Keep Jesus Weird: Reflections on Counter-Cultural Discipleship

 In Members Blog

In following Jesus, I think it’s common for some of our deep values to look weird to others. I’ve also found that it can be a good challenge to learn how to talk about them.

I’ve been drawn to Jesus’ intensely radical values around money since college and Jesus has continued to flush them out over the years. I’ve tried, as best as I knew at each stage, to lean into practicing those values. But…

But I’m a broken person too, full of sin. And one way that plays out is that I struggle to think I deserve things, or that I’m worth a little expense or inconvenience. That brokenness LOVES my values around money. The brokenness undermines the value in some important ways. So, what ends up happening is that I practice the values, but it didn’t always (usually) flow from a place of joy and freedom and trust.  And then I also couldn’t articulate my values very well when people asked about the decisions I made around money or my possessions, because it was all twisted up in side. So it was a bit of a bumpy road… while God was growing his values in me, I sometimes found myself self-consciously explaining in ways that made people laugh or tease or question why I spent (or didn’t spend!) my money the way that I did.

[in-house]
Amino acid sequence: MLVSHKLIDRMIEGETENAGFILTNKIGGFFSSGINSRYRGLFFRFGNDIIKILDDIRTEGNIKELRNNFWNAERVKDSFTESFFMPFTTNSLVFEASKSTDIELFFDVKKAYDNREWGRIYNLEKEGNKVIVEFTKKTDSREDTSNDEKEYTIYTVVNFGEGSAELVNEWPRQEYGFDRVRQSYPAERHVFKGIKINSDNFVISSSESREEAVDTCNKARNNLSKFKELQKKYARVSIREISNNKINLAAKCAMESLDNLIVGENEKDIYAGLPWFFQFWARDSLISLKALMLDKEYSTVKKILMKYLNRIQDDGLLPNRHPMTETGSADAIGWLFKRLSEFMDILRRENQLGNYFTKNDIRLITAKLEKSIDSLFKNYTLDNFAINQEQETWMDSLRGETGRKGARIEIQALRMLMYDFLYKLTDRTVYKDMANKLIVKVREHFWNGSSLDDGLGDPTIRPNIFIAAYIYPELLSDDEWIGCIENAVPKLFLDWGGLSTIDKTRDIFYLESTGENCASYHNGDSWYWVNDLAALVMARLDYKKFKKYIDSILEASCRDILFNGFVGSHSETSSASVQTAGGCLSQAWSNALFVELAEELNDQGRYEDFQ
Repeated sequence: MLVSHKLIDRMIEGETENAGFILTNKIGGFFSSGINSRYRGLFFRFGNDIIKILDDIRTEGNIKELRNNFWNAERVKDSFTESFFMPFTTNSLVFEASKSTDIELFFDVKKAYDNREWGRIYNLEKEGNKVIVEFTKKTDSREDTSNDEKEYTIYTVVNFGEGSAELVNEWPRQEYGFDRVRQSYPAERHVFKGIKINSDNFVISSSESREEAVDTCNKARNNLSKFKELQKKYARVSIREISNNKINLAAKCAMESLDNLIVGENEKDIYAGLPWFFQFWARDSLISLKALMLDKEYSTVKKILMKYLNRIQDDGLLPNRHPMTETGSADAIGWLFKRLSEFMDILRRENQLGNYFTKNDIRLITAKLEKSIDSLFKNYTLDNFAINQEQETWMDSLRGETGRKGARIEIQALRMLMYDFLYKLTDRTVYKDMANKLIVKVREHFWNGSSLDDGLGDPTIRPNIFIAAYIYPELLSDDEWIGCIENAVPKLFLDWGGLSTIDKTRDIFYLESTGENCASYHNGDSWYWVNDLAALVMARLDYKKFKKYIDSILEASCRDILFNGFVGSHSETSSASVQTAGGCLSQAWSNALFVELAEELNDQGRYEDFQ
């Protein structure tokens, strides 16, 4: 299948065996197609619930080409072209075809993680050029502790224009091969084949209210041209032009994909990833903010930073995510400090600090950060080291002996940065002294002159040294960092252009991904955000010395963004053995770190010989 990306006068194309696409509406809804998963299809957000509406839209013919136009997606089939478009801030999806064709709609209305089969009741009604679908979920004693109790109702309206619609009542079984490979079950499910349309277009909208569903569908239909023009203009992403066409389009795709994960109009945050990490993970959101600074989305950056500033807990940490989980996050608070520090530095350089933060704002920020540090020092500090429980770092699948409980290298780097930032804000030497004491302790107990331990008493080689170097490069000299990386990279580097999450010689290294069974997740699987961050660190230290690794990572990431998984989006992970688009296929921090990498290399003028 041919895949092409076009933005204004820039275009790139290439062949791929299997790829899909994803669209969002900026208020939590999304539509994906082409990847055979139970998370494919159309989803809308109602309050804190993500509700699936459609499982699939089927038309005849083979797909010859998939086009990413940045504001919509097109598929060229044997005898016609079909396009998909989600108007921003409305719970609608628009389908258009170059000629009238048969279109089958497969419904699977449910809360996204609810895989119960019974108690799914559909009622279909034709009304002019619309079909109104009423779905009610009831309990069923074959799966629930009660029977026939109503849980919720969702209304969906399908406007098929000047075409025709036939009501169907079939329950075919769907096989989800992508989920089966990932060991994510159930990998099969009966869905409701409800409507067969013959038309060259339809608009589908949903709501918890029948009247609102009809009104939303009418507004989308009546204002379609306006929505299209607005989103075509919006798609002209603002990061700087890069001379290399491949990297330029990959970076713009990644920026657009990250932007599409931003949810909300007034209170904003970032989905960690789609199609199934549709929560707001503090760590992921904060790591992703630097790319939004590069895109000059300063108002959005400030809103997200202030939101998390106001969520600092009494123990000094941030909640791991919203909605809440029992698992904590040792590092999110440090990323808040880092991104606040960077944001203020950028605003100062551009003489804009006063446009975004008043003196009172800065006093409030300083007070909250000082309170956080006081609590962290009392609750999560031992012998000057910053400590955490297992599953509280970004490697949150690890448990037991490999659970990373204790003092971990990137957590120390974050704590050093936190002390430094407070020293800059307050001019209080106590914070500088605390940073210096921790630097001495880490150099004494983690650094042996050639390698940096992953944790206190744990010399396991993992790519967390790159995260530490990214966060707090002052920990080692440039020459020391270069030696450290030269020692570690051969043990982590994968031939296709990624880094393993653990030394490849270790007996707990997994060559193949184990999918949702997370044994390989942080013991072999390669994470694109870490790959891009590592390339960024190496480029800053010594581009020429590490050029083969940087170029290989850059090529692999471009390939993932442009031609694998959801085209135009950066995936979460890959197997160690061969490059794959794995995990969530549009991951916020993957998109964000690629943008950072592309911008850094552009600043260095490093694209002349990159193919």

In recent years, Jesus has truly made some headway in untwisting the values from the sin.  Which is pretty darn marvelous.  Now–mostly–I am able to be generous with joy, to not struggle with an inward sense of feeling impoverished.  And to be (judiciously) generous towards myself.

But I’ve been noticing more and more that while the inward stuff is working itself out, I haven’t rectified the fact that I still don’t know how to tell the story of it.  Perhaps I’m self-conscious or afraid.  But I still wrestle with articulating the source of my decision-making, or the joy it gives me to pay for a fistula surgery that will change a woman’s life 10,000 miles away.

I’ve felt really convicted about it.  My weird ways do look weird to a lot of people and I don’t mind. But I don’t want those ways to be a joke or dismissed because of my fear and shyness. So I’m wanting to lean into the conversation as much as the actions. I want to be able to articulate my weirdness, not just be weird!

Dana Lundblad
October 2015

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